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What "Q" Do You Do?

  • The Four Styles of American BBQ

    Great barbecue is as American as apple pie. But how it's done varies across every region of the country. Which is the best? That fiercely passionate debate takes place across all strains of aficionado. Time to decide for yourself. From rubs to sauces to type of meat, here's a road map to America's four major types of "Q":

    Tennessee »
    Memphis barbecue pride runs almost as deep as its love for Elvis. This legendary 'cue lore revolves around smoked meat and tasty chops cooked over wood or coals. Known for its use of dry rubs, Memphis style coats the meat in spices and slow-smokes it until it literally falls off the bone.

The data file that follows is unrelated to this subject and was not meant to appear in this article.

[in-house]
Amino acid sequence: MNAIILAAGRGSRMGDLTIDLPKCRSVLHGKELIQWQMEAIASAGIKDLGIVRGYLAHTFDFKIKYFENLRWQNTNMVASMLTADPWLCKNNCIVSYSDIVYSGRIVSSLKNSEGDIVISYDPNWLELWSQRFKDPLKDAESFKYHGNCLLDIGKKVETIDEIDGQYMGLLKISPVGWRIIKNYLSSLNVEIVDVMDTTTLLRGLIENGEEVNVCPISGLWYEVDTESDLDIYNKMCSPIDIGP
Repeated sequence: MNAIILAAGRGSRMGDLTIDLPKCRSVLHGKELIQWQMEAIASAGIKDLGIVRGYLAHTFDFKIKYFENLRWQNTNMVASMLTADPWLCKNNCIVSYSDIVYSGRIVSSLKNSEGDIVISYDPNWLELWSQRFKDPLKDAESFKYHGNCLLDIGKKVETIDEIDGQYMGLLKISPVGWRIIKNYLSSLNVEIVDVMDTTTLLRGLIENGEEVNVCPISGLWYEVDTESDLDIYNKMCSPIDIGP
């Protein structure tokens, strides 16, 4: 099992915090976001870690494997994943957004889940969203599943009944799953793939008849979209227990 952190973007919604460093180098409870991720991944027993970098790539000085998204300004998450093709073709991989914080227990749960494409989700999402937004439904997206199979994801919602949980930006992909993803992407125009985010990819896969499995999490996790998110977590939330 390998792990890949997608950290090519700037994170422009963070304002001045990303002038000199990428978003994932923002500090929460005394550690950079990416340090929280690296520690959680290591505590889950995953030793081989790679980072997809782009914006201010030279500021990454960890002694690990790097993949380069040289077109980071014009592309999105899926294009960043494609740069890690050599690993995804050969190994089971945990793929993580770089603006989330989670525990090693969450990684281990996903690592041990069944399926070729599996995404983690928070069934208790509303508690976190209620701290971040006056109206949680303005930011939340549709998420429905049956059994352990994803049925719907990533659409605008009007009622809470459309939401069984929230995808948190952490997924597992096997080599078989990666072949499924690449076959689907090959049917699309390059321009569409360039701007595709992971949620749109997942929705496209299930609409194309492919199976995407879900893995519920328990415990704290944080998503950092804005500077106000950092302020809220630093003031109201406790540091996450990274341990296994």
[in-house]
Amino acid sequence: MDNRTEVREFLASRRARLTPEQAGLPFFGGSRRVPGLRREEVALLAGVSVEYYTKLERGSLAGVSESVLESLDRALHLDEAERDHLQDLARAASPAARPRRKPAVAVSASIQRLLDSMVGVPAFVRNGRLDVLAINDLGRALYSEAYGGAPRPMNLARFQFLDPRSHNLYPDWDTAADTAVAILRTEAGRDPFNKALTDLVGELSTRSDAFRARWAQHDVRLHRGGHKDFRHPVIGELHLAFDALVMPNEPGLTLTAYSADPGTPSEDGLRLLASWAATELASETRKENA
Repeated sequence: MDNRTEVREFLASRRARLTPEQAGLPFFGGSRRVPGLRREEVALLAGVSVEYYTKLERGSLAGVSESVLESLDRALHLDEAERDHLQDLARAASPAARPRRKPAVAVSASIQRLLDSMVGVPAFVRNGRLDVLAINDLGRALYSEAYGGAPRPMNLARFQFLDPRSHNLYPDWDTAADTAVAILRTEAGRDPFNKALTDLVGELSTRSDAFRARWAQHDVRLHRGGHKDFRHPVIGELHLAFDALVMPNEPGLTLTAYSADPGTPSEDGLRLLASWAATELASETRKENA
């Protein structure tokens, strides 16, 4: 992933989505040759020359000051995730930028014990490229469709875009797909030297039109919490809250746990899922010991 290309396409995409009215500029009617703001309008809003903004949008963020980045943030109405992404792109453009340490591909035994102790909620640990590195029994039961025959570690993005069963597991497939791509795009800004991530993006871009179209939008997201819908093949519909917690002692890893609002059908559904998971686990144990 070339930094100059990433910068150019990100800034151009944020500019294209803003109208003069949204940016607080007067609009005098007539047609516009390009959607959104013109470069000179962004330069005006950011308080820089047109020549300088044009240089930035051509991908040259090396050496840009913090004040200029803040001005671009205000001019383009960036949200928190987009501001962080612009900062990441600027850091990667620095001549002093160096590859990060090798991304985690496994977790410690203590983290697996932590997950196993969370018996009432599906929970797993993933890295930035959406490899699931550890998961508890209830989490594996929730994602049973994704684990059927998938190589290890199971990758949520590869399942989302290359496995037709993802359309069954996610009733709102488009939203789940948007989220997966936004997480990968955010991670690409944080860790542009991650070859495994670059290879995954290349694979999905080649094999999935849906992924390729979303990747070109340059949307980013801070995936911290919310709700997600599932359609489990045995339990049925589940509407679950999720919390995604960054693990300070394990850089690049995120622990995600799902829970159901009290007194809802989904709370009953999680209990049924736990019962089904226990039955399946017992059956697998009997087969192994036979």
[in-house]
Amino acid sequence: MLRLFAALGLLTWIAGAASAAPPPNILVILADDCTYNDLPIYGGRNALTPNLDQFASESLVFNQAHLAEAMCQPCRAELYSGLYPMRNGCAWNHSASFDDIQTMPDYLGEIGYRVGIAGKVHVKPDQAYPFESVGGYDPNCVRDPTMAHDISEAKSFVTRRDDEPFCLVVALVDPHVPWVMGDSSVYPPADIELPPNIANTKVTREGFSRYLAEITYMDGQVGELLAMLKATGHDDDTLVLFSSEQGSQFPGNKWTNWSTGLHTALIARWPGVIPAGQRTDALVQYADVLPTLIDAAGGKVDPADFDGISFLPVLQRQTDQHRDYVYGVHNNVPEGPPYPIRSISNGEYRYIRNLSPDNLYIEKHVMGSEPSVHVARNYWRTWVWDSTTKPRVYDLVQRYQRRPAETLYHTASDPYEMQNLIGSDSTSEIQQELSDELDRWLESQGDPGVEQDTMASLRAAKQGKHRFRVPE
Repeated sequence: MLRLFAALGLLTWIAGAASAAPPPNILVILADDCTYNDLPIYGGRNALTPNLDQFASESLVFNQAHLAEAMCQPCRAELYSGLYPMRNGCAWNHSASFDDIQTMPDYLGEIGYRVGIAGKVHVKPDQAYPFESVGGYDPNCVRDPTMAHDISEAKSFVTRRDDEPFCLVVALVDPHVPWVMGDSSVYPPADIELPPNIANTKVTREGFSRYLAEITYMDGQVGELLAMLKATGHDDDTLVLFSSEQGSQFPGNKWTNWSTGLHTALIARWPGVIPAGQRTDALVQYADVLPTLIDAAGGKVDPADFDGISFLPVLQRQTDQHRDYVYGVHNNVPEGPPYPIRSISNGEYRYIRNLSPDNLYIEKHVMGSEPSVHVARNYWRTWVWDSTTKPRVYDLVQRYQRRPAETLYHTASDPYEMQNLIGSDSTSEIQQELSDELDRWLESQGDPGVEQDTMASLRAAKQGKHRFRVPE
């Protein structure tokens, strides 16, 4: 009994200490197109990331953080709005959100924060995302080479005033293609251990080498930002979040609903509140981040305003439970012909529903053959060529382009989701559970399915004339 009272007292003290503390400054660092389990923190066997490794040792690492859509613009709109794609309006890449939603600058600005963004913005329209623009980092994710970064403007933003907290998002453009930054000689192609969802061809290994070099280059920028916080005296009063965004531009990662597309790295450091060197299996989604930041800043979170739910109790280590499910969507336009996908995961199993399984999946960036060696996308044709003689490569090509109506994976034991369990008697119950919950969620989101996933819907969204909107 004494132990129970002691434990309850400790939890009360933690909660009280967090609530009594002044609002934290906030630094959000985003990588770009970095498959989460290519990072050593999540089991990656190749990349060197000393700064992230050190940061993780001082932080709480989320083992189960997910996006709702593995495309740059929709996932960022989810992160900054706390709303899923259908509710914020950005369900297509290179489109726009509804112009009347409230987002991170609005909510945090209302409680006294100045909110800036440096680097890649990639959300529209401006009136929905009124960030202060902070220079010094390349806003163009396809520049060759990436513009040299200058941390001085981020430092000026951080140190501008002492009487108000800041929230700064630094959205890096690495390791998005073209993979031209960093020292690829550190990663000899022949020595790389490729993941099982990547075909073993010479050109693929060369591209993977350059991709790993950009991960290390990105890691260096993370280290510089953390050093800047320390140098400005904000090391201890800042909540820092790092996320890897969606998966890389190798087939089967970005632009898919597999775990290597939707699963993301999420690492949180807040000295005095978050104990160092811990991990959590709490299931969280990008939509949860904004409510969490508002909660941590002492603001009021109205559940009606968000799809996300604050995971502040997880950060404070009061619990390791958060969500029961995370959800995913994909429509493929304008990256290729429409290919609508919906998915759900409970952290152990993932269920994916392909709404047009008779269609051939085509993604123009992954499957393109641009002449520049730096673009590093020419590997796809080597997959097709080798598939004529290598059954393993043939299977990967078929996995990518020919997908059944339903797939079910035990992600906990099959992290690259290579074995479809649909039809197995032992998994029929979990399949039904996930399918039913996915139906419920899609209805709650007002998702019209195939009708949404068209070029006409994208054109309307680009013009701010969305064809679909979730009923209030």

Texas »
    Lone Star State chefs can often be found preparing their meat in an above-ground smoker -- so the meat absorbs the taste and smell of the smoke. Only rub against Texas-style? Sometimes, the Ketchup-like, tomato-based sauces can be uninspiring.

    North Carolina »
    There are two styles of BBQ in North Carolina: The eastern part of the state prefers the whole hog while the western regions generally indulge in the pork shoulder. Sauces range from vinegar- to tomato-based -- and the meat's usually sliced, chopped or pulled. Either way, NC folk loves their 'cue almost as much as Duke basketball coach, Mike Krzyzewski.

    Missouri »
    Kansas City also takes its barbecue very seriously. Barbecue beef and pork are slow-cooked for almost a day before they're served. One dish that tends to rule all? Burnt ends. These are the sometimes tough, chewy, flavorful pieces of meat that are cut off the edges of a brisket.

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